Agnipath scheme complements IAF’s long-term vision of ‘lean & lethal’ force: Air Chief Marshal
The ‘Agnipath’ scheme complements the Indian Air Force’s long-term vision of being a “lean and lethal” force with the best manpower and the new recruitment model will in no way reduce its operational capability, Air Chief Marshal V R Chaudhari said on Sunday.
The Chief of Air Staff said 13 teams will take care of enrolment, employment, assessment and training of recruits within the four-year engagement period.
Air Chief Marshal Chaudhari told PTI that any savings in pensions and other expenditure through the implementation of the scheme are only incidental and not the reason for initiating the reform.
“The Agnipath scheme furthers the IAF’s manpower optimisation drive that has been ongoing for a decade wherein we have reviewed many human resource policies and organisational structures,” he said.
Nearly 7,50,000 candidates have registered for around 3,000 positions in the IAF under the new scheme.
The scheme complements the IAF’s “long-term vision of being a lean and lethal force with the best human resource as we strongly believe that the men and women behind the machine make all the difference when it matters,” the Chief of Air Staff said.
The scheme, announced on June 14, seeks to recruit youths between the age bracket of 17-and-half years and 21 for only four years with a provision to retain 25 per cent of them for 15 more years. For 2022, the upper age limit has been extended to 23 years.
Several parts of India witnessed violent protests last month against the scheme with the agitators demanding its roll back as the new model does not provide a job guarantee to 75 per cent of recruits.
“With evolving technology, the basic requirements from an air warrior have also seen a qualitative shift. We feel that the youth of today brings along a different and much required set of skills as well as adeptness with technology,” he said.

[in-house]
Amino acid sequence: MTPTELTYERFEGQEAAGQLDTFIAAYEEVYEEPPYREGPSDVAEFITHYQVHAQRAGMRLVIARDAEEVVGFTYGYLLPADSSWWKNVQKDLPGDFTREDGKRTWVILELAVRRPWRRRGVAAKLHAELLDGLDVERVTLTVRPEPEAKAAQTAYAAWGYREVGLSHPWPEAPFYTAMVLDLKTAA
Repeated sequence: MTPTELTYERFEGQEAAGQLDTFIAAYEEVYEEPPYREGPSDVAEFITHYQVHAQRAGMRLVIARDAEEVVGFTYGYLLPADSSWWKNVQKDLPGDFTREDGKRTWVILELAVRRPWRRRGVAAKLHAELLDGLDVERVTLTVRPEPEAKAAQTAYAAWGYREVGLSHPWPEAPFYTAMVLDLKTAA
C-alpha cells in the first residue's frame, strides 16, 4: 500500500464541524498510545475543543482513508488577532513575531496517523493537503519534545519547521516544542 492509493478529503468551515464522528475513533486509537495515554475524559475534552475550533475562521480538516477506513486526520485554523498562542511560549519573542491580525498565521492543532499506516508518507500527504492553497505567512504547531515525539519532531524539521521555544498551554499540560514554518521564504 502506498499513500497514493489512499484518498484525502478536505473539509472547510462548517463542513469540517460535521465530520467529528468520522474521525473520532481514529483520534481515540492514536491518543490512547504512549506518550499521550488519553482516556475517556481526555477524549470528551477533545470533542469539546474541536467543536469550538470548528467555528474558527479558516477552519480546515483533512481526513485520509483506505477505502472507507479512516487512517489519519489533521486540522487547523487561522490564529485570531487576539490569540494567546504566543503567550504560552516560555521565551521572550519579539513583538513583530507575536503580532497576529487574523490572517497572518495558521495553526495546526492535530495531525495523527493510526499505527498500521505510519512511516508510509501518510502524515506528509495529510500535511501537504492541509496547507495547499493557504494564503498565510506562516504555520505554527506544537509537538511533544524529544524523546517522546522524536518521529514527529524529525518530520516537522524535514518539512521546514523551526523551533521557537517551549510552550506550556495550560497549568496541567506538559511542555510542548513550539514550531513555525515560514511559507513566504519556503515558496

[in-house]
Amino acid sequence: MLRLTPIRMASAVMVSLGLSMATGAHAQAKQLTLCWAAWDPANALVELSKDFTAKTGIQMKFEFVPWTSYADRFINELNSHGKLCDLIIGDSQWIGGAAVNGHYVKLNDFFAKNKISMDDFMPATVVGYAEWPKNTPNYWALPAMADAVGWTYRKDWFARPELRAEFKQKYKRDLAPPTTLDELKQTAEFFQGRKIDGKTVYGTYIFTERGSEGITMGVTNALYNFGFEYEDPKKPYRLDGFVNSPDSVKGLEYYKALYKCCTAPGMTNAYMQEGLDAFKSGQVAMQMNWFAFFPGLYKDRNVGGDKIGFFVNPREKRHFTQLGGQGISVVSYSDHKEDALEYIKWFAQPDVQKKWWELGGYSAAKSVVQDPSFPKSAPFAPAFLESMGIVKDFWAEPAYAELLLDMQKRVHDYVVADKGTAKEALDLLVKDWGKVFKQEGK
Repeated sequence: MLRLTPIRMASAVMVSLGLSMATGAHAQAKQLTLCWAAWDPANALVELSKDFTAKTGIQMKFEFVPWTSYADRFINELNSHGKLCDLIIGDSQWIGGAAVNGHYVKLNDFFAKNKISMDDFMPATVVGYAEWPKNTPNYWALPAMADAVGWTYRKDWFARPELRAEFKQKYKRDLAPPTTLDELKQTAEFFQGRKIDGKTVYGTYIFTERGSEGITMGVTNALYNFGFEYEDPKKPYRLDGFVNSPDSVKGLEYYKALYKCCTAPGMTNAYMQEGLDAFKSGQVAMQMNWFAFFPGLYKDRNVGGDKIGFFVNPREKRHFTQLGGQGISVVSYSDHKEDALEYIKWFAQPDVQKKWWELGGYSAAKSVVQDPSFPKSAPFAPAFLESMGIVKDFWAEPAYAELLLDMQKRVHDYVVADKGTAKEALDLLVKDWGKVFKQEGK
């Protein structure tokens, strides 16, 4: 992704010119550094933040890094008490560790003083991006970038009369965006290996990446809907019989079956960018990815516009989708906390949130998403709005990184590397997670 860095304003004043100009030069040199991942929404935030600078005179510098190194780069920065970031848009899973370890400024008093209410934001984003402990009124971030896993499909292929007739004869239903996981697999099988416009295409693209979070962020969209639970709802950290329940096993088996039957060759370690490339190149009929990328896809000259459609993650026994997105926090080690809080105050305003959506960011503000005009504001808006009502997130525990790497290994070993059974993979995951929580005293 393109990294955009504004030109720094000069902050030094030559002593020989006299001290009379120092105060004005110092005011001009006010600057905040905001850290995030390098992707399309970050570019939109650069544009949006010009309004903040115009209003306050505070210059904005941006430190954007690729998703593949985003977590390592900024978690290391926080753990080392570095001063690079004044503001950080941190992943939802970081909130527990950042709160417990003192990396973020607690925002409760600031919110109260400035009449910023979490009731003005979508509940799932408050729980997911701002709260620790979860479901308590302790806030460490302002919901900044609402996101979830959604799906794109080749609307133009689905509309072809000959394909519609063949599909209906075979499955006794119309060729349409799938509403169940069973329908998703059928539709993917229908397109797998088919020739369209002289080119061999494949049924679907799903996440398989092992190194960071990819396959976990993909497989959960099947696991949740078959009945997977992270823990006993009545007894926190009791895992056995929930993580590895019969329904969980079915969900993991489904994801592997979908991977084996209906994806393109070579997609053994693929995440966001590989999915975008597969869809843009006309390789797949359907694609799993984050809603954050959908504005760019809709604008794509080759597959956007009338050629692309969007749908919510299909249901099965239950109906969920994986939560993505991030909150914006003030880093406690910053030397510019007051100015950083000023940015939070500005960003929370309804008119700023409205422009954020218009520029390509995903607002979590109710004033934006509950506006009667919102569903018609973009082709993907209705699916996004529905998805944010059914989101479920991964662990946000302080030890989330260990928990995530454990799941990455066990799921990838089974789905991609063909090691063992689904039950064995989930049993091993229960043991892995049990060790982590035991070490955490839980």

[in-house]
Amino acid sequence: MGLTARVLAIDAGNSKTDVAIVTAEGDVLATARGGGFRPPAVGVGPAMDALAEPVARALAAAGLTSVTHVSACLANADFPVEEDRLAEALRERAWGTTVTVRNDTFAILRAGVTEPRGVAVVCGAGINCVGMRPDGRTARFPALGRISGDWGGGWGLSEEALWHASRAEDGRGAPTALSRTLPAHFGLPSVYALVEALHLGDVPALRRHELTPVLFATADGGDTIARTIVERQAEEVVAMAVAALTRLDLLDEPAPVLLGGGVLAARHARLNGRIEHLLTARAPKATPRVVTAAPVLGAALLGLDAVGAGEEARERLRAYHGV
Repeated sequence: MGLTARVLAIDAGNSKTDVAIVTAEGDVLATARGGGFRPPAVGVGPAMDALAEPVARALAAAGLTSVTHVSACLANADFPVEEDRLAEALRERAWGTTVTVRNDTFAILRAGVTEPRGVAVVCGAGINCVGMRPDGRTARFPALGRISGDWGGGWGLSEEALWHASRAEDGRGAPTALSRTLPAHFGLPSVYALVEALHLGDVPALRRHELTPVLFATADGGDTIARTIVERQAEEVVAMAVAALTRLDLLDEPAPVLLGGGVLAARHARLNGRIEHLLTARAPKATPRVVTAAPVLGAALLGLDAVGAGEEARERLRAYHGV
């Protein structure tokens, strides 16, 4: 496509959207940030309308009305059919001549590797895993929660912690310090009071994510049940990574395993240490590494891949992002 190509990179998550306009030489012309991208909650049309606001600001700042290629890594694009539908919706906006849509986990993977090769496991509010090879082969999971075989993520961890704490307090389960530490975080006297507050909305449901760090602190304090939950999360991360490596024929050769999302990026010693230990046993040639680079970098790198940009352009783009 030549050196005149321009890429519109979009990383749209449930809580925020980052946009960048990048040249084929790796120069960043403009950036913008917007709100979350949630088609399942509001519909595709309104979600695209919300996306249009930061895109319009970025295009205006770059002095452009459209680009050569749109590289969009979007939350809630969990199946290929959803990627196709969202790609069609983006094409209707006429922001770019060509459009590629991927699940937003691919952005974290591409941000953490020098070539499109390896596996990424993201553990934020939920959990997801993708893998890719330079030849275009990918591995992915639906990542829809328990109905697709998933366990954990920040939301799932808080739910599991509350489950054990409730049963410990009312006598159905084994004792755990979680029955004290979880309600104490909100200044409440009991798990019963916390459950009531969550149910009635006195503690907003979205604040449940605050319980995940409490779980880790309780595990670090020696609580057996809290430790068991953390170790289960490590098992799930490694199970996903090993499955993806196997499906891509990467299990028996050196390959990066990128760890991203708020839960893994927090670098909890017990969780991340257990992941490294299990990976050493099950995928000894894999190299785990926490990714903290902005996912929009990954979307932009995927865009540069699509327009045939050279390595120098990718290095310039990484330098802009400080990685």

Air Chief Marshal Chaudhari said the synergy of organisational requirements and the aspirations of the youth shall provide the IAF with an “ideal amalgam” to be an effective force in the future.
“With a restructured training pattern that is contemporary, technology-based and tailor-made for our operational commitments, we envisage the implementation to be seamless,” he said.
The IAF chief noted that the need for transformation in the human resources in the services has been widely deliberated and steps have been taken to gradually address the recommendations of the Kargil Review Committee.
“This human resources transformation caters to the requirements of the impact of changing technology, the complexity of machines, automation and optimisation of resources including manpower of the IAF,” he said.
Describing the Agnipath scheme as a major “human resources transformation” for the armed forces, he said the IAF has already received an overwhelming response for this scheme.
“The process of selection is in progress. We have formulated 13 teams for seamless enrolment, training, role, employment, assessment and training of Agniveers within the four-year engagement period,” he said.
“The HR transformation in no way reduces the operational capability that we possess. In fact, this would provide the armed forces with the advantage of attracting talent and engaging with the youth who are keen to serve the nation,” the IAF chief said.
He said the “objective assessment” of Agniveers shall provide IAF with the best workforce. In the long term, this scheme will benefit the individual, the Armed forces and the society as a whole,” Air Chief Marshal Chaudhari said.
“This scheme shall provide a balance to our forces by blending youth with experience and enable IAF to meet all its national security mandates,” he added.
“Our experience in modular training and ‘just-in-time’ training concepts have given us insightful knowledge to achieve the necessary skills for our air warriors,” he said.